Mr. Carney’s answer does not satisfy some activists and Hispanic lawmakers, who are tired of waiting. In a meeting on Tuesday with Kathryn Ruemmler, the White House counsel, aides to three senior Democratic senators argued that the president has the authority to choose how to enforce current laws with finite resources.
They suggested that the White House extend protections from deportation to undocumented immigrants who are parents of American citizens. The senators’ staff also suggested that Mr. Obama tell immigration officials that their priority in deportations should be people ineligible for legalization if an immigration overhaul that has passed the Senate became law.
The White House and Senate Democrats are hoping that the threat of unilateral action by Mr. Obama will prompt some Republicans to accept the Senate bill, which passed with bipartisan support.
“Or they can sit idly by and watch the president greatly curtail deportations while 11 million continue to live in limbo here in America,” said Senator Charles E. Schumer, Democrat of New York. “The choice is clear: A reform bill has the support of liberals, moderates and conservatives, and all we need is the courage of the Republican leadership to make the right and obvious choice.”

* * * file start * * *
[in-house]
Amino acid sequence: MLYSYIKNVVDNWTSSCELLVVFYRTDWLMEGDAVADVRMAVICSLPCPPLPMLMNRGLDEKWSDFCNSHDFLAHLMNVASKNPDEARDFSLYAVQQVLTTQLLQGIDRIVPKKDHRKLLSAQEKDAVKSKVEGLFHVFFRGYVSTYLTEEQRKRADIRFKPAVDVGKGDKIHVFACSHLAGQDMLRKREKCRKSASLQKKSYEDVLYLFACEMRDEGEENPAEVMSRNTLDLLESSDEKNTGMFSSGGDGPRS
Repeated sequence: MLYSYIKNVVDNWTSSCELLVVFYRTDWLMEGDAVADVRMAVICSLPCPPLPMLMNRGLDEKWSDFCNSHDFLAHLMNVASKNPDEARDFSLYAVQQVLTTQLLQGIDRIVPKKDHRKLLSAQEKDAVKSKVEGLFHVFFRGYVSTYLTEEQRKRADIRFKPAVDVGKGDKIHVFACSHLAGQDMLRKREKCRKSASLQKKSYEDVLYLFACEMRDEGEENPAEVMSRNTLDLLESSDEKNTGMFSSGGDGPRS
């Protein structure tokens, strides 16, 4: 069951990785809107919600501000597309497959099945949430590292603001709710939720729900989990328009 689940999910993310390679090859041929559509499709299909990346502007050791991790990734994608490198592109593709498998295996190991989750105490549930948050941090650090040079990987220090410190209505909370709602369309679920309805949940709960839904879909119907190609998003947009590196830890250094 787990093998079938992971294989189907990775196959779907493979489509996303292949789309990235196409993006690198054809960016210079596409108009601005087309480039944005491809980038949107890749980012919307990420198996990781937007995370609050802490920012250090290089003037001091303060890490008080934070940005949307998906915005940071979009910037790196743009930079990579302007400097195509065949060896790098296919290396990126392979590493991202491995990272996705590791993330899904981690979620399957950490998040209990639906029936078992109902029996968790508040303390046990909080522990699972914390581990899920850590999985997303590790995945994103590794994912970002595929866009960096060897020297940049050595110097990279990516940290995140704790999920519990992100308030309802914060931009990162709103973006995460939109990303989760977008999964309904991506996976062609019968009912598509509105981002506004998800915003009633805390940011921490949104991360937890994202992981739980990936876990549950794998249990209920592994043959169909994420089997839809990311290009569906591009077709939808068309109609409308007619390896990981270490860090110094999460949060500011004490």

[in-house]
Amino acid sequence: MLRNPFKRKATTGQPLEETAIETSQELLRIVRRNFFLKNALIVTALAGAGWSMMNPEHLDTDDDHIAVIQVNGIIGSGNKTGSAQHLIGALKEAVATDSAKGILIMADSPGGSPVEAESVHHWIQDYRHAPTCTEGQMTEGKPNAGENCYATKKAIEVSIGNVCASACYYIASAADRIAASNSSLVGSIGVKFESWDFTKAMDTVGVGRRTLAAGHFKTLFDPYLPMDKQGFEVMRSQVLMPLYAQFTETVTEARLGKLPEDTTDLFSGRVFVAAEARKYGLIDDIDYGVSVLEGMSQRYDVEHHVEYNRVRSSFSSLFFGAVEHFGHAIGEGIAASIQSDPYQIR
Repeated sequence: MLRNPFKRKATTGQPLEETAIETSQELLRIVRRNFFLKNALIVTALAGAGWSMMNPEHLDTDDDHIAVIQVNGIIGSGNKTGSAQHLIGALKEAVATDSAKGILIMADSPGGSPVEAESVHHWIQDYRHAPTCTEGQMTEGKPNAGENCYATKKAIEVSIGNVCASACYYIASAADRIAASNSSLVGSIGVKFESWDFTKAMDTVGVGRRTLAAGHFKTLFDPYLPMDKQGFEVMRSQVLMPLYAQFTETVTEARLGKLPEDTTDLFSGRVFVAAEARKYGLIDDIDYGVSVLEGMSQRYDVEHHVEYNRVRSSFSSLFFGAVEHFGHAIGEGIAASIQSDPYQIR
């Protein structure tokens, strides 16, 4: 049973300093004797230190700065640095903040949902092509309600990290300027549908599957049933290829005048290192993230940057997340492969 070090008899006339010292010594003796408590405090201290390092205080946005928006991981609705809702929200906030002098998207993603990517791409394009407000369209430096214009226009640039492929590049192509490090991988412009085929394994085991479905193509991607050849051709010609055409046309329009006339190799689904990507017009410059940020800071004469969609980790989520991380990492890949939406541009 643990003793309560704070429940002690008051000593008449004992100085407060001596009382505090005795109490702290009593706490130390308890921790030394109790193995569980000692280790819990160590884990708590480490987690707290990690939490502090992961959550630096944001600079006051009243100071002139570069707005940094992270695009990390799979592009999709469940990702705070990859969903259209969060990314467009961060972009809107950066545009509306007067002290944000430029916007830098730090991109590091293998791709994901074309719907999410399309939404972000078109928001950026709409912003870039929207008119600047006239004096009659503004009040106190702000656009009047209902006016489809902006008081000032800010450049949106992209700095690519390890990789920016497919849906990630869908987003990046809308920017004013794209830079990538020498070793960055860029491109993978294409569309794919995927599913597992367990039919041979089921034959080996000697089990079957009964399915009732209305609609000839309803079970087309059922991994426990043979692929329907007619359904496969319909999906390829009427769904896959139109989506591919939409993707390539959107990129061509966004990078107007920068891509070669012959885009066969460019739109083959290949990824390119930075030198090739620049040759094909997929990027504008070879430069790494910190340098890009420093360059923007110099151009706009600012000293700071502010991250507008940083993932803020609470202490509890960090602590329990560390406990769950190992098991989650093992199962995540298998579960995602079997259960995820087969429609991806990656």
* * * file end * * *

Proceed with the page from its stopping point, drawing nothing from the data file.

Several legal scholars said Friday that the president has only some leeway to give protection from deportation to larger numbers of immigrants here illegally.
They said the president’s best options would be modeled on a program Mr. Obama started in 2012 that has given temporary reprieves from deportation to more than 500,000 young immigrants who came to this country illegally as children. That program, known as Deferred Action for Childhood Arrivals, does not provide any visa or legal immigration status, which scholars agree only Congress can do. It defers deportations case by case as an exercise of prosecutorial discretion.
Hiroshi Motomura, an immigration law professor at the University of California, Los Angeles, said the president might offer reprieves to otherwise law-abiding immigrants who had been here without documentation for a decade or more.
“As long as he is not trying to change the law unilaterally but he is trying to impose order on the system, he is well within his discretion,” Mr. Motomura said.